SSFL opens for business

The new 36 kilometre Southern Sydney Freight Line between Macarthur and Chullora has commenced operations

SSFL opens for business
SSFL opens for business

By Anna Game-Lopata | January 22, 2013

The new 36 kilometre Southern Sydney Freight Line (SSFL) between Macarthur and Chullora has commenced operations.

The $1 billion piece of infrastructure is expected to speed up the movement of trains through Sydney and improve the overall competitiveness and reliability of the nation’s interstate rail freight network.

Federal Infrastructure Minister Anthony Albanese says the ambitious project is part of a much larger capital works program which aims to take up to a million trucks a year off the nation’s highways.

"For many years Sydney has been the single largest bottleneck on the Interstate Rail Network, with freight trains facing frustrating delays getting into and out of the city due to its limited track capacity and the priority given to passenger trains, particularly during peak periods," Albanese says.

"This new dedicated freight line will go a long way to alleviating this handbrake on productivity."

Built adjacent to the passenger network, the SSFL will allow passenger and freight services to operate separately from one another, thereby more than tripling the capacity of this important rail corridor.

Part of
a $2.5 billion federal government
investment program, the SSFL is just one of the project intended to
Australia's Raill Track Corporation's (ARTC) north south interstate network between Melbourne and Brisbane.

ARTC CEO John Fullerton says having spent the last five years upgrading the network and introducing new safe working systems there is now spare capacity he is keen to utilise.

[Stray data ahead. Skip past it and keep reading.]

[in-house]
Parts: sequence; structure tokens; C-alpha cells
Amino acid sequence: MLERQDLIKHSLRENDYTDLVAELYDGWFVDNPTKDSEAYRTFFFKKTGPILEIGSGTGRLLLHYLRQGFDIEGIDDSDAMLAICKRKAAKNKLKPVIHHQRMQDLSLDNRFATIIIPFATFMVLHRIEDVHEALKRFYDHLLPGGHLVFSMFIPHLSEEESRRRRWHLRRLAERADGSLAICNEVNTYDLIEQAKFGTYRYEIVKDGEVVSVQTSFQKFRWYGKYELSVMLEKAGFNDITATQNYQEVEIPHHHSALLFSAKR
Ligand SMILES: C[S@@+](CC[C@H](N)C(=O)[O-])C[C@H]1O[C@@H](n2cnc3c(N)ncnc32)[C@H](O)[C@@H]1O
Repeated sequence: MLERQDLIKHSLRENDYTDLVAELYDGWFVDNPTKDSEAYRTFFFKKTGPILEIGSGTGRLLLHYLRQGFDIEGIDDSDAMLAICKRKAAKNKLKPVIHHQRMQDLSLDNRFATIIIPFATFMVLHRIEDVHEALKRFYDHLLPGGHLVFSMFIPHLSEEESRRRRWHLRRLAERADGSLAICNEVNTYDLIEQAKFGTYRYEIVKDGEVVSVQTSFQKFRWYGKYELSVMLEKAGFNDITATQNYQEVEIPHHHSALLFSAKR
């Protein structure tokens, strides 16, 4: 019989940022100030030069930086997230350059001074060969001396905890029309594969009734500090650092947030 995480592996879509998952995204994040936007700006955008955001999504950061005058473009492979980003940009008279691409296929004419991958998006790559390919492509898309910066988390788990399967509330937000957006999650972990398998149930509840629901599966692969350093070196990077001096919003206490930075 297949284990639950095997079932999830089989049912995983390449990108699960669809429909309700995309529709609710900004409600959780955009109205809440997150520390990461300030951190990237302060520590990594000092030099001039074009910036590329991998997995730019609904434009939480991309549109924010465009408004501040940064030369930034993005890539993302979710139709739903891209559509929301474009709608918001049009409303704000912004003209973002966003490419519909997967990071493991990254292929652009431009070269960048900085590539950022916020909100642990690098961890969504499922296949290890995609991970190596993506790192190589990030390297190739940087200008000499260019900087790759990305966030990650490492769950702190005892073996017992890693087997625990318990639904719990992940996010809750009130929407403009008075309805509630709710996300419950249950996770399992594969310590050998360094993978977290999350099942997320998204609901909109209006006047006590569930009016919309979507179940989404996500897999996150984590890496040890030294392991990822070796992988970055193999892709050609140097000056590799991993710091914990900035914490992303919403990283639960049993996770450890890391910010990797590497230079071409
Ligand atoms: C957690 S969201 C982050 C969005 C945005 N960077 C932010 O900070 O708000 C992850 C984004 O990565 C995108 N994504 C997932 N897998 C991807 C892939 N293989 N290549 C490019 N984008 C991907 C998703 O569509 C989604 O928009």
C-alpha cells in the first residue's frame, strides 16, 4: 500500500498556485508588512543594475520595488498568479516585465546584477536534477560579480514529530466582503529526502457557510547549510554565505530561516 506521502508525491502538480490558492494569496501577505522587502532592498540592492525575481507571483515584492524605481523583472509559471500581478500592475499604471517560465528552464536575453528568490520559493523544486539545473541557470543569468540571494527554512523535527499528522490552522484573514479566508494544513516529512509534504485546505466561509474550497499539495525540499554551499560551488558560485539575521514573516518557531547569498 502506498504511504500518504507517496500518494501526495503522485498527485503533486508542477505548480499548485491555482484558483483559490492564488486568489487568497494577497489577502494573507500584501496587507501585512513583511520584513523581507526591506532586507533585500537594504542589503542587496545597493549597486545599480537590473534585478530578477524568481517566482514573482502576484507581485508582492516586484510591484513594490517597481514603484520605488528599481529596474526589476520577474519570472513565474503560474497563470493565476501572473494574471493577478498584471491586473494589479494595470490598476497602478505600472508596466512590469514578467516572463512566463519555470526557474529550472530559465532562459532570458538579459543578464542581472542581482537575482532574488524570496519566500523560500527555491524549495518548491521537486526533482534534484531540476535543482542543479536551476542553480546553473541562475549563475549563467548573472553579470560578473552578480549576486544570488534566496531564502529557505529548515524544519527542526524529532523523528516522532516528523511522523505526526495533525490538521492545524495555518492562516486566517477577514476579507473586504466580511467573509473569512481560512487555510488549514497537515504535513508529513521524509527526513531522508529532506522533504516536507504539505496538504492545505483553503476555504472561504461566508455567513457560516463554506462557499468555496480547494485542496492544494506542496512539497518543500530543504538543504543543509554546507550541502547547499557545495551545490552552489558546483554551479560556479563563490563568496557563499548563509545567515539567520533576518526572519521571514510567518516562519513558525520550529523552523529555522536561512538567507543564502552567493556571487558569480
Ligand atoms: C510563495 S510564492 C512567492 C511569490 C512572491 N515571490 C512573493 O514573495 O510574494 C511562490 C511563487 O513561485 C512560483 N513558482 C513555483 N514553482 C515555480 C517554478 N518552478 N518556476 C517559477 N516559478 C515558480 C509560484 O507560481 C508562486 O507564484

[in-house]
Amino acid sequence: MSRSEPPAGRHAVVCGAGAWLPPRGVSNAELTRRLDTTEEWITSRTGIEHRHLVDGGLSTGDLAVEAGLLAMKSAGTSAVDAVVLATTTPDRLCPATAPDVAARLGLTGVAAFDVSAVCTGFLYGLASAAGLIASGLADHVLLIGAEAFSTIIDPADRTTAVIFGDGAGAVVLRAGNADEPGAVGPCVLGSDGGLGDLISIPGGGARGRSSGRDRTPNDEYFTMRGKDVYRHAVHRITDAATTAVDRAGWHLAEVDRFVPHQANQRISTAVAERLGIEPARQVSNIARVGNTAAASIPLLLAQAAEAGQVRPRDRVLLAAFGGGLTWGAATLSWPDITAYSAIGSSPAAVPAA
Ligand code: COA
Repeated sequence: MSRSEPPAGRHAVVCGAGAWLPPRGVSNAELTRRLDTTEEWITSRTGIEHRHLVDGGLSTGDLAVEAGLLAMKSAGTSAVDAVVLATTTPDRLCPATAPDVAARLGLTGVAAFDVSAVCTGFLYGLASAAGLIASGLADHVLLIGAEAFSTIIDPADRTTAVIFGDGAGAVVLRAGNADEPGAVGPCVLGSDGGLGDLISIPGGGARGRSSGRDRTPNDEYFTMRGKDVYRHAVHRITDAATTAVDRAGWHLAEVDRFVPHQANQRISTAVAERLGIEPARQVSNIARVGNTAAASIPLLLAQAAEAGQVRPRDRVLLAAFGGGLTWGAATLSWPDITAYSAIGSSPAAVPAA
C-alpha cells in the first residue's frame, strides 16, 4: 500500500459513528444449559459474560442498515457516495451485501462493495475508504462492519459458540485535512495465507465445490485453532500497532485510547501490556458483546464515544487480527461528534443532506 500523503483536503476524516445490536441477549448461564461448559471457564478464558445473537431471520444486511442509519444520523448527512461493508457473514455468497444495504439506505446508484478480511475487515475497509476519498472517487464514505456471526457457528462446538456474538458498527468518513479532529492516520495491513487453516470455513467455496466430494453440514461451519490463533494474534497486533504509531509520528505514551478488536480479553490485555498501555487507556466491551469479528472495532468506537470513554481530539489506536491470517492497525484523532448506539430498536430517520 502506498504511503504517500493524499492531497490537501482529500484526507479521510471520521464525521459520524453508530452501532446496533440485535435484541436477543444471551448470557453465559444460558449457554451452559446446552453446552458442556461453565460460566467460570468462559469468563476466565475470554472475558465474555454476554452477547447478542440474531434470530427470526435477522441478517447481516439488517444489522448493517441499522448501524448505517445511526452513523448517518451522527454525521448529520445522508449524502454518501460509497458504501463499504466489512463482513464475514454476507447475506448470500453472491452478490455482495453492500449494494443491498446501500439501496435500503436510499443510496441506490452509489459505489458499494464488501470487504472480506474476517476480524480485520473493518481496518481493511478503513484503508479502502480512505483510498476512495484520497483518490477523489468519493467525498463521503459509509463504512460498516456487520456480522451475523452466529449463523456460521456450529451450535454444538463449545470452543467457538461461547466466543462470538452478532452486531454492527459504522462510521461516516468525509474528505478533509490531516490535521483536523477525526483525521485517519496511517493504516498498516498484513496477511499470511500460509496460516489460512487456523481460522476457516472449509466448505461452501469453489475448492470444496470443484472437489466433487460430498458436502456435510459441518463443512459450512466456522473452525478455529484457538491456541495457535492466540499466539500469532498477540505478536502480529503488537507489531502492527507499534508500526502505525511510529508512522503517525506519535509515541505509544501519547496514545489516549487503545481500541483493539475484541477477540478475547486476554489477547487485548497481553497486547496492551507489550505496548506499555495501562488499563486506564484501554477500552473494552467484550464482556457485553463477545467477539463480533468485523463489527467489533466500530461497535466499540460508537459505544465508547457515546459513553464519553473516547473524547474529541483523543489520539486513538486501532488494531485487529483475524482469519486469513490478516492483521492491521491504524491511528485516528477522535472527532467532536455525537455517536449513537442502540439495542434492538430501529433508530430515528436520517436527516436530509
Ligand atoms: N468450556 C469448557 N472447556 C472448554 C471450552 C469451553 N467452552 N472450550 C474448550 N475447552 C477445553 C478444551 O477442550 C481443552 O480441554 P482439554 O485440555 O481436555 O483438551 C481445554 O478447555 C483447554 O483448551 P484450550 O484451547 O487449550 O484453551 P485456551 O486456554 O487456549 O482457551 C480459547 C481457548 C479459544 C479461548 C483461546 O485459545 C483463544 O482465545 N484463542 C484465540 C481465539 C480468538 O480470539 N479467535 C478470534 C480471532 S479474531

"A lot of freight forwarders and end users say ‘We use rail 80 per cent of the time heading to the west, we’d like to use it more on the east coast but the service isn’t reliable enough and rail doesn’t necessarily fit our supply chains as well as it should,’" Fullerton says.

While Minister Albanese claims average transit times between Brisbane and Melbourne are on track to be seven hours shorter than they were in 2005, Fullerton’s key focus for us over the next six months to design a new, more reliable network timetable.

"It’s a cooperative effort between ARTC and rail operators to achieve reliable schedules and to sell the best service to customers," he says.

But he says reliability isn’t just a track issue.
"Rail operators must run train services on time and many of them are investing in new equipment, which is a positive sign for the north-south corridor," Fullerton says.

"They’ve bought new locomotives and they’re upgrading their terminals so that’s a positive step in the right direction."

The SSFL connects with ARTC’s existing main line to Melbourne and Perth at Campletown and the RailCorp network at
the ARTC's main line track in Newcastle through to Brisbane.

It also links with the Metropolitan Freight Network, a direct freight-only connection into Port Botany.

ARTC entered into a long-term lease with Transport for New South Wales (TfNSW) to maintain and operate the MFN and will take full control of the network in 2014.

Currently just 14 per cent of the import/export container market to Port Botany is on rail, amounting to 250,000 TEU per year.

Fullerton says once the upgrades to the MFN are complete, ARTC will be able to move in excess of one million TEU per year across the rail network.

"We're halfway through upgrading the MFN,"
he says.

"We have completed the upgrade of Port Botany Yard and currently we are working to build additional tracks at Enfield and install new signalling near Cooks River.

"We’ll quadruple the current volume with the capacity we are providing on the MFN network," he says.

"So projects such as the Moorebank and Enfield terminal developments and others are very important to us because they provide origin and destination points for containers coming off the port in Botany. We're well-positioned to handle increased volumes as they occur.

"Our plans now are to work closely with Transport for NSW, Sydney Ports Corporation, rail operators and stevedores on how we can capture more freight on the MFN."

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